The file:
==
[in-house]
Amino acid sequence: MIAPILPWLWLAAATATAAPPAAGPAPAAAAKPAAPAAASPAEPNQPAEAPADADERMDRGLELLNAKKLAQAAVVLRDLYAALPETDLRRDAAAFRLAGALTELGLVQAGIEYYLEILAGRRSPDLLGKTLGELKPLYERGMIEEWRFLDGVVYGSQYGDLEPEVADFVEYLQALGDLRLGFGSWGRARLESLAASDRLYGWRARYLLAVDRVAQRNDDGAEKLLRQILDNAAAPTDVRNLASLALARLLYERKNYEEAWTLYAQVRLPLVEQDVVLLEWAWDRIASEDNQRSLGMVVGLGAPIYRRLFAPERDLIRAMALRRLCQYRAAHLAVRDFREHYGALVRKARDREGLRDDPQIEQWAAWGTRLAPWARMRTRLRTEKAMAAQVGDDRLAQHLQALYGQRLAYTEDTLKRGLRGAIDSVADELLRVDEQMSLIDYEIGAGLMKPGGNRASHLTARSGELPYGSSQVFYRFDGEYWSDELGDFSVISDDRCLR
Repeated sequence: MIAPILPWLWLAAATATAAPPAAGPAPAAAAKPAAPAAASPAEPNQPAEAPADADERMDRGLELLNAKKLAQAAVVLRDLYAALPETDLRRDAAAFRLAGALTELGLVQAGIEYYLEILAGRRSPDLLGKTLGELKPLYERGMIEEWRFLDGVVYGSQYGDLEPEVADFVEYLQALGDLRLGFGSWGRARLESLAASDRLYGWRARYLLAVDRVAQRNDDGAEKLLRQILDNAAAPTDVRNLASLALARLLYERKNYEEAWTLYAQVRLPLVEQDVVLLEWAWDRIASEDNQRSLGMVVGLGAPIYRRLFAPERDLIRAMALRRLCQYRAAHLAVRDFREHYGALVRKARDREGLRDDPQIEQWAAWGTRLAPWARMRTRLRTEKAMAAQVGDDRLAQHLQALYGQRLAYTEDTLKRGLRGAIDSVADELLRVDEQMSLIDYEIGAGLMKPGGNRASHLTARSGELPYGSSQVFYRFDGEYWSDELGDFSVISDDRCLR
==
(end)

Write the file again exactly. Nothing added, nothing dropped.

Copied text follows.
[in-house]
Amino acid sequence: MIAPILPWLWLAAATATAAPPAAGPAPAAAAKPAAPAAASPAEPNQPAEAPADADERMDRGLELLNAKKLAQAAVVLRDLYAALPETDLRRDAAAFRLAGALTELGLVQAGIEYYLEILAGRRSPDLLGKTLGELKPLYERGMIEEWRFLDGVVYGSQYGDLEPEVADFVEYLQALGDLRLGFGSWGRARLESLAASDRLYGWRARYLLAVDRVAQRNDDGAEKLLRQILDNAAAPTDVRNLASLALARLLYERKNYEEAWTLYAQVRLPLVEQDVVLLEWAWDRIASEDNQRSLGMVVGLGAPIYRRLFAPERDLIRAMALRRLCQYRAAHLAVRDFREHYGALVRKARDREGLRDDPQIEQWAAWGTRLAPWARMRTRLRTEKAMAAQVGDDRLAQHLQALYGQRLAYTEDTLKRGLRGAIDSVADELLRVDEQMSLIDYEIGAGLMKPGGNRASHLTARSGELPYGSSQVFYRFDGEYWSDELGDFSVISDDRCLR
Repeated sequence: MIAPILPWLWLAAATATAAPPAAGPAPAAAAKPAAPAAASPAEPNQPAEAPADADERMDRGLELLNAKKLAQAAVVLRDLYAALPETDLRRDAAAFRLAGALTELGLVQAGIEYYLEILAGRRSPDLLGKTLGELKPLYERGMIEEWRFLDGVVYGSQYGDLEPEVADFVEYLQALGDLRLGFGSWGRARLESLAASDRLYGWRARYLLAVDRVAQRNDDGAEKLLRQILDNAAAPTDVRNLASLALARLLYERKNYEEAWTLYAQVRLPLVEQDVVLLEWAWDRIASEDNQRSLGMVVGLGAPIYRRLFAPERDLIRAMALRRLCQYRAAHLAVRDFREHYGALVRKARDREGLRDDPQIEQWAAWGTRLAPWARMRTRLRTEKAMAAQVGDDRLAQHLQALYGQRLAYTEDTLKRGLRGAIDSVADELLRVDEQMSLIDYEIGAGLMKPGGNRASHLTARSGELPYGSSQVFYRFDGEYWSDELGDFSVISDDRCLR